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1518 copy of Ovid
May 17, 2009 9:45 AM   Subscribe

Rebinding a 1518 printing of Ovid's Metamorphoses. [Via]
posted by homunculus (17 comments total) 15 users marked this as a favorite

 
The Ovid Collection was posted previously.
posted by homunculus at 9:46 AM on May 17, 2009


I did a museum internship last summer. On the third day, they took us down to the basement where they were washing medieval manuscripts. I think they had a 13th century Bible that they had dismantled, and were rinsing VERY CAREFULLY, page by page, in a highly diluted chemical bath. They also mentioned that one of the techniques for restoring books that are too fragile to open (compressed pages, water damage, etc) is to "relax" them by dipping the book in its entirety in a bath of water. It was intense.

Kids, don't try this at home!

(and thanks for posting!)
posted by puckish at 9:58 AM on May 17, 2009 [2 favorites]


I know very little about book conservation, but I'm curious as to the choice of materials. They've chosen to use modern adhesives (PVA), but use linen as the "thread". Do conservators ever use higher tensile strength line, like Spectra, which is a brand of polyethylene? I would think polyethylene would have an even lower risk of chemical reactivity than linen, which is surely a concern with long term preservation.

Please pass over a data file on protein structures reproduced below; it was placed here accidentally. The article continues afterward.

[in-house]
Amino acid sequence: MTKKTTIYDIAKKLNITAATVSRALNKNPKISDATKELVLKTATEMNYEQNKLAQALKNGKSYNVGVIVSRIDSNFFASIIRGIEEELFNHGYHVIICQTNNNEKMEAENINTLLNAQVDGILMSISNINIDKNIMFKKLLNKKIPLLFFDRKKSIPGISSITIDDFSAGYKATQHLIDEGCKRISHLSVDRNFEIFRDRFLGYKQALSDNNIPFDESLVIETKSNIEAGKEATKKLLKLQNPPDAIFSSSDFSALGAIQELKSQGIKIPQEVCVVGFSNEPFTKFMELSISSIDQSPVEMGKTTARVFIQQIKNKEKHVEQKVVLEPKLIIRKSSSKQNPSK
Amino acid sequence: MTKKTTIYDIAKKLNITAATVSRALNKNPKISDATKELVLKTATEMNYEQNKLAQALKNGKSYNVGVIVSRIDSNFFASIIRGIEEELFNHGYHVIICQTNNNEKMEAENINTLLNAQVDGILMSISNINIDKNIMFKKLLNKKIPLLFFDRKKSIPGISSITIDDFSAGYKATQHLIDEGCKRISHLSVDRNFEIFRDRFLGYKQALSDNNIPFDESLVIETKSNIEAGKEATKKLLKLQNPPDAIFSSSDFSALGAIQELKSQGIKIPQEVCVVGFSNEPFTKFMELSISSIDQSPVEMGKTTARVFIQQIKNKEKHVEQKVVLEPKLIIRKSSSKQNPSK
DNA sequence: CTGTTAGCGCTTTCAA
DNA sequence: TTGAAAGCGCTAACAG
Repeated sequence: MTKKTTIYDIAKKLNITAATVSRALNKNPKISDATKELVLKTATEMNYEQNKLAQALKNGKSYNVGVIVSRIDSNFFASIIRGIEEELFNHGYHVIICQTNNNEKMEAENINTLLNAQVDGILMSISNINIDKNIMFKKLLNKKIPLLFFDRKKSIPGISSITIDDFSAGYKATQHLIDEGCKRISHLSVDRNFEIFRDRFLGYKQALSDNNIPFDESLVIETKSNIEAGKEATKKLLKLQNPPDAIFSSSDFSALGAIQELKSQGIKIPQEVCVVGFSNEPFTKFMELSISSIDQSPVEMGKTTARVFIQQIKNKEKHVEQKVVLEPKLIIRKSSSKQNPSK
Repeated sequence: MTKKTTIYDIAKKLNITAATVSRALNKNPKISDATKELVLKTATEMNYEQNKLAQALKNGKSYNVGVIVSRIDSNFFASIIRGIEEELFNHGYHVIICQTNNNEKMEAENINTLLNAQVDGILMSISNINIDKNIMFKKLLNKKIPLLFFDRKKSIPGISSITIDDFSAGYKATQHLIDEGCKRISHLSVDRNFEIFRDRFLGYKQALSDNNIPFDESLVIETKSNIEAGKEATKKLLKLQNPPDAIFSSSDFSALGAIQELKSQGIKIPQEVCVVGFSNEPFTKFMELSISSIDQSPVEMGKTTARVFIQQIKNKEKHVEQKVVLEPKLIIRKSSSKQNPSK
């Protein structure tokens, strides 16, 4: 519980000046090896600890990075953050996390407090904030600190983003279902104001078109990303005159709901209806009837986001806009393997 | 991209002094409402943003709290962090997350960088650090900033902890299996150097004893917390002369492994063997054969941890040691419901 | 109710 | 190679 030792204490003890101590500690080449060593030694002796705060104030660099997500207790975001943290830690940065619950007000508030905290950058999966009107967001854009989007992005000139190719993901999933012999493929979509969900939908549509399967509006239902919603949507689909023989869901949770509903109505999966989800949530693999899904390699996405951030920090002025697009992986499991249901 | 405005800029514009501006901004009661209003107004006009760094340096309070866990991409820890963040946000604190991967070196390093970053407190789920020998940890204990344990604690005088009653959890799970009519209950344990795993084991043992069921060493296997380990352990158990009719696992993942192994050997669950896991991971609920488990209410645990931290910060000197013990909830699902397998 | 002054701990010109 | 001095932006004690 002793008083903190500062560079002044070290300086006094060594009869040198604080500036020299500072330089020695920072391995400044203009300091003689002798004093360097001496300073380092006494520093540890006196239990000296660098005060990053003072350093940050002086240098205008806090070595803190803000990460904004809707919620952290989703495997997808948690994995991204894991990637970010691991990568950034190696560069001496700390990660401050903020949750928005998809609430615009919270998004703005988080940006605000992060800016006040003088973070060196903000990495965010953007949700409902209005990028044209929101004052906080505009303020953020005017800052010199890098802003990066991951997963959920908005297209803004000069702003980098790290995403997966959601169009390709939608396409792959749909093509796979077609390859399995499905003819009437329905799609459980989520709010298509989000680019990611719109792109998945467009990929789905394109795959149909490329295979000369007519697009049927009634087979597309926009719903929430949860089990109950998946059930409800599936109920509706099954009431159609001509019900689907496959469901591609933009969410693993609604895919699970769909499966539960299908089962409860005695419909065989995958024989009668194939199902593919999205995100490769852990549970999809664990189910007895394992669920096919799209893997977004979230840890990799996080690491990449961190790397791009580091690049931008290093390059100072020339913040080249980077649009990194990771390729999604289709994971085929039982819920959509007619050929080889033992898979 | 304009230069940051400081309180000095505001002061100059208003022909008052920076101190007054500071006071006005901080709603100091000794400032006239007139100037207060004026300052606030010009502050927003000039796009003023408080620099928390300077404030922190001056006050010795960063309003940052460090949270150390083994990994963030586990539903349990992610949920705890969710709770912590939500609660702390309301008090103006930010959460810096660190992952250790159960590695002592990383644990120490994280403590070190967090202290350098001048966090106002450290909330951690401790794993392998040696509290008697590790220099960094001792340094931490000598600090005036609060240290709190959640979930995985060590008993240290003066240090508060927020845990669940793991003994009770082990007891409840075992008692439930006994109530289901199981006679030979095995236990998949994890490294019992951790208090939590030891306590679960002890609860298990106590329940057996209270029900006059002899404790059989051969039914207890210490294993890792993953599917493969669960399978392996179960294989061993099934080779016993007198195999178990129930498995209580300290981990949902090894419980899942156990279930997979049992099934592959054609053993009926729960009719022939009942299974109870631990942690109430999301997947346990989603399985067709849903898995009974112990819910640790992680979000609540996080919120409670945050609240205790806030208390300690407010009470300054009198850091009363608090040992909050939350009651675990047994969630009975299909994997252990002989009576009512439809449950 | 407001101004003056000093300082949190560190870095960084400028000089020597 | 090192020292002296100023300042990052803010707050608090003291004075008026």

I think I have a bias here, as I use Spectra in a sewing awl for my own sewing projects.
posted by Tube at 12:41 PM on May 17, 2009


reminds me of the rare books room at the art institute of chicago...they took us on a tour when i was in school there...i remember them passing around a book on color by albrecht durer and being impressed by how brand-new it looked with its tooled pigskin cover, bright-white pages with crisp deckled edges and vibrant (hand) colored plates. i decided to put the m&m's down when i learned it was printed (and probably hand-colored) by the man himself in the late 1400's, but the librarian insisted, "no, go on, touch it...it's acid-free, it will last for-ev-er"
posted by sexyrobot at 12:59 PM on May 17, 2009


I was wondering, is there much call these days for careful digital scanning/photography of the pages of early printed books? I would think a rebinding would be a convenient time for this to be done.
posted by gubo at 1:07 PM on May 17, 2009